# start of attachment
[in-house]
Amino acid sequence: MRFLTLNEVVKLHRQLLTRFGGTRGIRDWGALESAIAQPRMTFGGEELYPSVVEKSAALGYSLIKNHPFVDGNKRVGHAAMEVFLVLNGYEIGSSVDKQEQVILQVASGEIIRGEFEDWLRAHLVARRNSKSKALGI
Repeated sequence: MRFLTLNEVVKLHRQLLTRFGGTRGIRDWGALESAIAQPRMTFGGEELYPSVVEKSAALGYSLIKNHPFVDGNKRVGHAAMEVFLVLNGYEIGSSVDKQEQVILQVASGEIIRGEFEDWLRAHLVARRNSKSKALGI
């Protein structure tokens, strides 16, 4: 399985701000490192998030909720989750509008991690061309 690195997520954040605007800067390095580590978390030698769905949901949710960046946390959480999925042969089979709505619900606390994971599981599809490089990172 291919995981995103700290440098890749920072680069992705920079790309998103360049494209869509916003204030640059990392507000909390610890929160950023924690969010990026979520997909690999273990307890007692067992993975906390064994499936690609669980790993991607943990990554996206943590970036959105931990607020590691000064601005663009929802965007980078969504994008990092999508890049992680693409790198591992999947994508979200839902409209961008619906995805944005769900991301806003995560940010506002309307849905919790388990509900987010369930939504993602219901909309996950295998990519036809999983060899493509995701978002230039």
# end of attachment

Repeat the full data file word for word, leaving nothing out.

[in-house]
Amino acid sequence: MRFLTLNEVVKLHRQLLTRFGGTRGIRDWGALESAIAQPRMTFGGEELYPSVVEKSAALGYSLIKNHPFVDGNKRVGHAAMEVFLVLNGYEIGSSVDKQEQVILQVASGEIIRGEFEDWLRAHLVARRNSKSKALGI
Repeated sequence: MRFLTLNEVVKLHRQLLTRFGGTRGIRDWGALESAIAQPRMTFGGEELYPSVVEKSAALGYSLIKNHPFVDGNKRVGHAAMEVFLVLNGYEIGSSVDKQEQVILQVASGEIIRGEFEDWLRAHLVARRNSKSKALGI
């Protein structure tokens, strides 16, 4: 399985701000490192998030909720989750509008991690061309 690195997520954040605007800067390095580590978390030698769905949901949710960046946390959480999925042969089979709505619900606390994971599981599809490089990172 291919995981995103700290440098890749920072680069992705920079790309998103360049494209869509916003204030640059990392507000909390610890929160950023924690969010990026979520997909690999273990307890007692067992993975906390064994499936690609669980790993991607943990990554996206943590970036959105931990607020590691000064601005663009929802965007980078969504994008990092999508890049992680693409790198591992999947994508979200839902409209961008619906995805944005769900991301806003995560940010506002309307849905919790388990509900987010369930939504993602219901909309996950295998990519036809999983060899493509995701978002230039």